August 27 - Majlinda Kelmendi gave Kosovo their first ever major senior title in an Olympic sport when she won the gold medal in the under 52 kilograms category at the judo World Championships here today.
The 22-year-old from Peć justified her number one ranking by beating Brazil's Erika Miranda in the gold medal match before a hostile crowd in an arena whose name translates as "Little Maracanã" as it is in the shadow of arguably the world's most famous football stadium.
Kelmendi, winner of the world junior title in 2009, beat her 26-year-old opponent after stepping back from an ouchi-gari attempt by the Brazilian and threw her with an uchi-mata for a waza-ari.
"I'm really excited by what I've achieved. I never expected to win this title so soon after winning the junior World Championships," said Kelmendi, who received her gold medal from Pat Hickey, President of the European Olympic Committees.
"It's very emotional for me and I'm so proud of this result today."
For Kosovans the result meant much more than just sport.
Since declaring itself as an independent country in 2008 it has been involved in a bitter campaign for international recognition.
The country is currently not recognised by the International Olympic Committee which meant Kelmendi was forced to compete for Albania at London 2012.
Her journey was captured brilliantly by Caroline Rowland in the official Olympic film of those Games, First, only for her to be knocked out in the last 16 and being left too distraught to speak afterwards.
Following this victory Kelmendi tightly embraced her coach, Driton Kuka, who she shares a deep bond with.
Kuka did not compete at the Barcelona Olympics in 1992 as the conflict began in the former Yugoslavia before causing him to join the Kosovo Liberation Army, the forerunner of the Albanian separatist forces who fought the Yugoslav Government and ethnic Serbs in the Kosovo war.
Leading the tributes to Kelmendi after this victory was Kosovo's Minister of Culture, Youth and Sport, Memli Krasniqi, who wrote on Twitter: "Majlinda Kelmendi is the Judo World Champion! A spectacular victory and a historic moment for Kosovo sport! I can't wait to see the Kosovo flag raised and hear our anthem played."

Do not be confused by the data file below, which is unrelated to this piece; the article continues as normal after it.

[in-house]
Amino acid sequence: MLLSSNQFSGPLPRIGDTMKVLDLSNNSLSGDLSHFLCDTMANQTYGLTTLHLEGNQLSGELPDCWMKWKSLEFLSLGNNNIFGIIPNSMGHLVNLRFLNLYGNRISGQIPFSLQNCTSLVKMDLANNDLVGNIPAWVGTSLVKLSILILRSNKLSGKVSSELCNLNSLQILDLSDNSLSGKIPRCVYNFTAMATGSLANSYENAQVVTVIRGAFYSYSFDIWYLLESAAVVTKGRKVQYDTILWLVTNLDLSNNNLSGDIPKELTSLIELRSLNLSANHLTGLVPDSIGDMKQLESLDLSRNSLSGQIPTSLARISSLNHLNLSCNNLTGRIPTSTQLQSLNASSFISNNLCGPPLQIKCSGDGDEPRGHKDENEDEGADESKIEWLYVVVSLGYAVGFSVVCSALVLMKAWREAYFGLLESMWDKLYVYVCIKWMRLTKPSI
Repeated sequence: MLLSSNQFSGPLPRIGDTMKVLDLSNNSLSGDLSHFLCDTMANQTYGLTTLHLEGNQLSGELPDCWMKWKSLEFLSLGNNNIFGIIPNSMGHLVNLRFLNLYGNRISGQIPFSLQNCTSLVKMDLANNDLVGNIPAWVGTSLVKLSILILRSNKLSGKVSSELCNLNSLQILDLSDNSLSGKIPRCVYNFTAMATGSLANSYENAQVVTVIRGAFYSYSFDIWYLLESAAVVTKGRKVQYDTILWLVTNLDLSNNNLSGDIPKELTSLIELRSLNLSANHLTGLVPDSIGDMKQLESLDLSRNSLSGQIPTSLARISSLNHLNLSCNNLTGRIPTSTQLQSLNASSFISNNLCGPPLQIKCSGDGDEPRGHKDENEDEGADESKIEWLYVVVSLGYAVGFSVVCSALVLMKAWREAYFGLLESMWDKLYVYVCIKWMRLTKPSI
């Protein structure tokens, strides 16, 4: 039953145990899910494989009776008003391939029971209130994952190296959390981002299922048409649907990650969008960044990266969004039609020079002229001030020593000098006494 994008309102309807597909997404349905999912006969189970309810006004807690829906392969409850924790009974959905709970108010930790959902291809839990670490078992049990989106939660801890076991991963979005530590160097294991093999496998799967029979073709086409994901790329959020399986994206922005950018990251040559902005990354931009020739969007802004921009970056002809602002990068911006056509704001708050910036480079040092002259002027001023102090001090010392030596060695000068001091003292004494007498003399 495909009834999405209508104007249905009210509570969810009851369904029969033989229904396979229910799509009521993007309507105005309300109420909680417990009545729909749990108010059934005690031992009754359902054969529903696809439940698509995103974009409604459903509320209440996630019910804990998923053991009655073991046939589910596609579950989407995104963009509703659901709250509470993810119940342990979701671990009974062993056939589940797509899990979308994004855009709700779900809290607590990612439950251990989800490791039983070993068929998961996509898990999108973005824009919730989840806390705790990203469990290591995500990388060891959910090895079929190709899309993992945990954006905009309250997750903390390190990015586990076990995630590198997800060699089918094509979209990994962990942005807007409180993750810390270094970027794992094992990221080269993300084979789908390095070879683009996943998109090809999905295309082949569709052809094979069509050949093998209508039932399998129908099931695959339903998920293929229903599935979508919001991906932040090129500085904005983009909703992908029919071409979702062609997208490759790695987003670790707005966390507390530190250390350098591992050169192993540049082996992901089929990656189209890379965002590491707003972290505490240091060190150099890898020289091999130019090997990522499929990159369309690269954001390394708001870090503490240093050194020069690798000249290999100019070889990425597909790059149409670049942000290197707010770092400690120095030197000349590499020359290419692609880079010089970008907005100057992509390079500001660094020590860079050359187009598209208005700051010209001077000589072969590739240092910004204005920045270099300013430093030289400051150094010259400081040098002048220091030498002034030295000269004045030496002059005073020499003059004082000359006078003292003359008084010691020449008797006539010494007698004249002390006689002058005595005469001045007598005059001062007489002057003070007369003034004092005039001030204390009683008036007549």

Kelmendi's victory was also an emotional moment for Marius Vizer, President of the International Judo Federation, who has provided support to help her and to encourage the sport in Kosovo.
"I'm so happy that she won - it was a great moment," he told insidethegames.
The bronze medals were won by Germany's Mareen Kraeh and Japan's Yuki Hashimoto.
But Japan claimed their second men's title of these Championships in the under 66kg category with Masashi Ebinuma retaining the title he had won in Paris two years ago.
The 23-year-old overcame Kazakhstan's Azamat Mukanov in the final, ending a fairytale run to the final for the youngster whose best performance - before this tournament - was a bronze medal in the Asian Championships.
But Ebinuma's victory did not come without a price.
He was clearly in pain after refusing to submit to an ude-garami attempt but stormed back to throw Mukanov, 22, with an ouchi-gari for an ippon.
Ebinuma had controversially won an Olympic bronze medal at London 2012 after a unanimous judges' decision against him in favour of South Korea's Jo Jun-Ho was overturned following a television review and after an ippon against him by Poland's Pawel Zagrodnik in the playoff match was downgraded to a waza-ari, in both cases saving him from defeat.
But this victory, coming a day after teammate Naohisa Takato had won gold in the under 60kg category, helped erase that unpleasant memory.
Ebinuma had beaten Brazil's Charles Chibana, the Moscow Grand Slam champion, in the semi-final when, with only 14 seconds left on the clock, he had thrown him for a waza-ari and held down the home favourite with a mune-gatame for ippon
"It was my second world title but I didn't have that on my mind," said Ebinuma.
"I wanted to make amends for my Olympic result and all my focus this year has been on the World Championships.
"In the semi-final I fought Chibana, who was very powerful and motivated by the home crowd,
"I'm very pleased with the result."
Adding to the crowd's disappointment, Chibana failed to bounce back to win a bronze medal, as he was beaten by another Japanese, Masaaki Fukuoka.
The other bronze was won by Ukraine's Georgii Zantaraia, the under 60kg 2009 world champion, who overcame Russia's Mikhail Pulyaev.
It was the fourth consecutive World Championships he had won a medal, having also claimed silver at Paris in 2011 and bronze at Tokyo in 2010 in the lighter category.
This performance helped justify his decision to move up a weight category last year and he also had the memory of beating Mongolia's world number Tumurkhuleg Davaadorj in the first round.
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Photos©IJF Media by T. Zahonyi and G. Sabau
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